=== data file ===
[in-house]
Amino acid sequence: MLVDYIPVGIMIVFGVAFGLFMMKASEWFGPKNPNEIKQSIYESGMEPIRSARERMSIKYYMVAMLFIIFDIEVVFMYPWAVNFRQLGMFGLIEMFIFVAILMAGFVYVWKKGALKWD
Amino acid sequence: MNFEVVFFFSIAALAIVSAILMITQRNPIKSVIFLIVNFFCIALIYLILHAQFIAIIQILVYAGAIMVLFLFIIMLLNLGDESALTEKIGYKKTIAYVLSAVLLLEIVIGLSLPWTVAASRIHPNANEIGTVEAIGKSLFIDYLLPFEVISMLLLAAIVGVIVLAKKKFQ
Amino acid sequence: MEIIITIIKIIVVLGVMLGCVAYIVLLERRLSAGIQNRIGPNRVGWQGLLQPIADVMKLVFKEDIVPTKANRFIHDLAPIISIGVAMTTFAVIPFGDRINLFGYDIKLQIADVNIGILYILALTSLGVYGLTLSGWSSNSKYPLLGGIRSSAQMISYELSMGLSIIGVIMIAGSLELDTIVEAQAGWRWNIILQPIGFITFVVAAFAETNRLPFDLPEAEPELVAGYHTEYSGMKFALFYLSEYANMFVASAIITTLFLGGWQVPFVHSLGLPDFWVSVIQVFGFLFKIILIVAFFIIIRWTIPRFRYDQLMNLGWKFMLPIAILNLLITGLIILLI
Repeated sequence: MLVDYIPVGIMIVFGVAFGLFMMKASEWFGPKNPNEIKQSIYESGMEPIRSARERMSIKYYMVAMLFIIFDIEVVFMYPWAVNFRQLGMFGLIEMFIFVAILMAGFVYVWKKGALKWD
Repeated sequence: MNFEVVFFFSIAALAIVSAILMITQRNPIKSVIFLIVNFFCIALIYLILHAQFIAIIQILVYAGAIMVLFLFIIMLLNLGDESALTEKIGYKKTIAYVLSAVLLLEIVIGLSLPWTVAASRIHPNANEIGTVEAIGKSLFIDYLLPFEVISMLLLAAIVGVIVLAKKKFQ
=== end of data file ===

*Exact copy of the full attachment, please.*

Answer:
[in-house]
Amino acid sequence: MLVDYIPVGIMIVFGVAFGLFMMKASEWFGPKNPNEIKQSIYESGMEPIRSARERMSIKYYMVAMLFIIFDIEVVFMYPWAVNFRQLGMFGLIEMFIFVAILMAGFVYVWKKGALKWD
Amino acid sequence: MNFEVVFFFSIAALAIVSAILMITQRNPIKSVIFLIVNFFCIALIYLILHAQFIAIIQILVYAGAIMVLFLFIIMLLNLGDESALTEKIGYKKTIAYVLSAVLLLEIVIGLSLPWTVAASRIHPNANEIGTVEAIGKSLFIDYLLPFEVISMLLLAAIVGVIVLAKKKFQ
Amino acid sequence: MEIIITIIKIIVVLGVMLGCVAYIVLLERRLSAGIQNRIGPNRVGWQGLLQPIADVMKLVFKEDIVPTKANRFIHDLAPIISIGVAMTTFAVIPFGDRINLFGYDIKLQIADVNIGILYILALTSLGVYGLTLSGWSSNSKYPLLGGIRSSAQMISYELSMGLSIIGVIMIAGSLELDTIVEAQAGWRWNIILQPIGFITFVVAAFAETNRLPFDLPEAEPELVAGYHTEYSGMKFALFYLSEYANMFVASAIITTLFLGGWQVPFVHSLGLPDFWVSVIQVFGFLFKIILIVAFFIIIRWTIPRFRYDQLMNLGWKFMLPIAILNLLITGLIILLI
Repeated sequence: MLVDYIPVGIMIVFGVAFGLFMMKASEWFGPKNPNEIKQSIYESGMEPIRSARERMSIKYYMVAMLFIIFDIEVVFMYPWAVNFRQLGMFGLIEMFIFVAILMAGFVYVWKKGALKWD
Repeated sequence: MNFEVVFFFSIAALAIVSAILMITQRNPIKSVIFLIVNFFCIALIYLILHAQFIAIIQILVYAGAIMVLFLFIIMLLNLGDESALTEKIGYKKTIAYVLSAVLLLEIVIGLSLPWTVAASRIHPNANEIGTVEAIGKSLFIDYLLPFEVISMLLLAAIVGVIVLAKKKFQ